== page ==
Key to expanding the program is a formal delegated underwriting guide for the targeted affordable housing lenders. Griffith said that a preliminary version would be finished in January. “We’re going to use that with a couple of lenders, and then after we see how it works with them, we’ll be ready to hit the streets with it by the end of next year  with what we’re calling an ‘institutional delegated guide,’” Griffith said.
This development has been a long time coming. Freddie Mac announced the delegated underwriting initiative for affordable housing more than two years ago (as reported in the September 2004 Affordable Housing Finance), and in the meantime has used an approach customized for each lender. “In the last two years, we have been using an underwriting standard that we set up in each agreement with an affected lender,” Griffith said. “Having a framework, and ultimately an institutional guide, will mean that we move from a contractual standard to a guide-based standard.”
Chris Tawa, senior vice president with MMA Financial, LLC, said that Freddie is gradually delegating more authority to the lenders, “and I expect them to continue to delegate more aspects of the underwriting to the lender.”
Tawa believes the release of the delegated underwriting guidelines for affordable housing is “the next great step in the evolution of the program. The real key to delegation is having the rules down on a piece of paper.”
Freddie is also working on expanding its Program Plus roster of targeted affordable housing lenders. Griffith said he could see that program’s roster more than doubling in size, from five to 12 firms, in 2007.
Small loans, TEBS enhancements
Freddie is set to focus on small loans, which it describes as loans of $1 million and below, in 2007. The firm intends to extend its delegated underwriting model to small loan products in an effort to capture a bigger slice of the market in this niche area. “We’ve been working with our delegated network to do those deals, and I think that’s where the delegated underwriting risk-share relationship really does make that kind of lending a much more feasible focus,” said Griffith.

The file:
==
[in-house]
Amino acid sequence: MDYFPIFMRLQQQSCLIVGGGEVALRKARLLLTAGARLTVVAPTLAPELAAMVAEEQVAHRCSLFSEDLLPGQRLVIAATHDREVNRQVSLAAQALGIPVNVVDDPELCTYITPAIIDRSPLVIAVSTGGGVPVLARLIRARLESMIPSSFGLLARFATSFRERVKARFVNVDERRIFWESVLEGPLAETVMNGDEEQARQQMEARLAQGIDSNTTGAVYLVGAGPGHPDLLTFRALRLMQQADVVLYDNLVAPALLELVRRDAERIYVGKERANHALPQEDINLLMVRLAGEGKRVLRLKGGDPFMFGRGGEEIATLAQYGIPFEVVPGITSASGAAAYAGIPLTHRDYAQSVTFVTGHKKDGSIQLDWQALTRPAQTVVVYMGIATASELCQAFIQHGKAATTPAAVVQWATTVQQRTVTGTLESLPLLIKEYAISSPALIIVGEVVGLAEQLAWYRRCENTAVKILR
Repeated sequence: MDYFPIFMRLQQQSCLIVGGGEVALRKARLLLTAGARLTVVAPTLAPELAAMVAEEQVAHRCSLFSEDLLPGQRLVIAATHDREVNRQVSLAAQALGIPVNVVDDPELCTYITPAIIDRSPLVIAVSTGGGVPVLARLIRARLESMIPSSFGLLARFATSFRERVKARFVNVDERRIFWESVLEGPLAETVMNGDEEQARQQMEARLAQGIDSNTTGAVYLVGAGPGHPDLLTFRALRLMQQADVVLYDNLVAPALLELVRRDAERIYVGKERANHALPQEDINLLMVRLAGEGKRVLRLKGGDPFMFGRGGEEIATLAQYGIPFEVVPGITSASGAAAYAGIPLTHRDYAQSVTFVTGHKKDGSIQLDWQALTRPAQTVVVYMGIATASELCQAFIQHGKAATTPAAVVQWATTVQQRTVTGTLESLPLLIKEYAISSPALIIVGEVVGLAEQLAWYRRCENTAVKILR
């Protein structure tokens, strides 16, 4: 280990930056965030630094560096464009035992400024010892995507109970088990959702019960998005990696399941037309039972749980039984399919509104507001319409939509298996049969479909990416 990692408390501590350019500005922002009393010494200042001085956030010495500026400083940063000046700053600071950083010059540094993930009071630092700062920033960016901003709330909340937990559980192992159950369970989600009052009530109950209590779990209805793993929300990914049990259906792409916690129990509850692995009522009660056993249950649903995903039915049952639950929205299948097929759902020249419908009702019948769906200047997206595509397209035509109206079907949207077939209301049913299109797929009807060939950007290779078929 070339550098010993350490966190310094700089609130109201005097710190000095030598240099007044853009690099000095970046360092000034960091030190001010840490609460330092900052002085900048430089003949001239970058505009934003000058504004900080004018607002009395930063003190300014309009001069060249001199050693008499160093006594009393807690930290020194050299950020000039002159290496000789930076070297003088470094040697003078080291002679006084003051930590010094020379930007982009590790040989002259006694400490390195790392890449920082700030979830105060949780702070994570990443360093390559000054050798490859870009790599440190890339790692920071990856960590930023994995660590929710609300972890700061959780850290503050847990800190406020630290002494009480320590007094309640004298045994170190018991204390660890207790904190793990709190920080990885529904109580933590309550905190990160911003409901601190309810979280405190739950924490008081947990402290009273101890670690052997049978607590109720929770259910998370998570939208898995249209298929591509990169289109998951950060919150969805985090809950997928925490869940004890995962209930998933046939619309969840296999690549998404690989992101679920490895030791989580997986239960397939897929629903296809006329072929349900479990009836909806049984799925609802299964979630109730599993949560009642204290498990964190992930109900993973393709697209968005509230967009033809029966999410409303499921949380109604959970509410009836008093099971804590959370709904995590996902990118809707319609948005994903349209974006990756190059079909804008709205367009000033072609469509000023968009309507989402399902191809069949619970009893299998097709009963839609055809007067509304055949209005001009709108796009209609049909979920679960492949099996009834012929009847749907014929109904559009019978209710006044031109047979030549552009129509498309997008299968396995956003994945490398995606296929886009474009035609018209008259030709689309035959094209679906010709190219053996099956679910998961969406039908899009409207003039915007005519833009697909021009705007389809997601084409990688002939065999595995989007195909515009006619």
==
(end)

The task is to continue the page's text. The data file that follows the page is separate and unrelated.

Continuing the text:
Philip Melton, a director at Collateral Real Estate Capital, LLC, believes that Freddie Mac’s proprietary tax-exempt bond securitization (TEBS) program will be a focal point in 2007. That program allows for the creation of a senior/subordinate securities structure backed by tax-exempt and taxable bonds, as well as conventional debt.
Freddie Mac says enhancements to TEBS are on the way. In 2007, “There definitely is going to be a push in the TEBS area,” said Griffith. “In the last few months we’ve found a way to combine TEBS with a forward-commitment, an enhancement to the TEBS execution, which we’re calling forward-TEBS.” Griffith said that the division has already signed up one lender for the program and has been in discussion with a few more recently on the enhanced product.
Melton believes that there will be continual enhancements and adaptations to the TEBS product, “both in pricing and in structure, and the way the product is delivered,” he said. “I think there’s some expectation on their side that wholesale deliveries may become a very big driving force of their affordable business and product line. They are putting a lot of energy and effort into developing that wholesale delivery route.”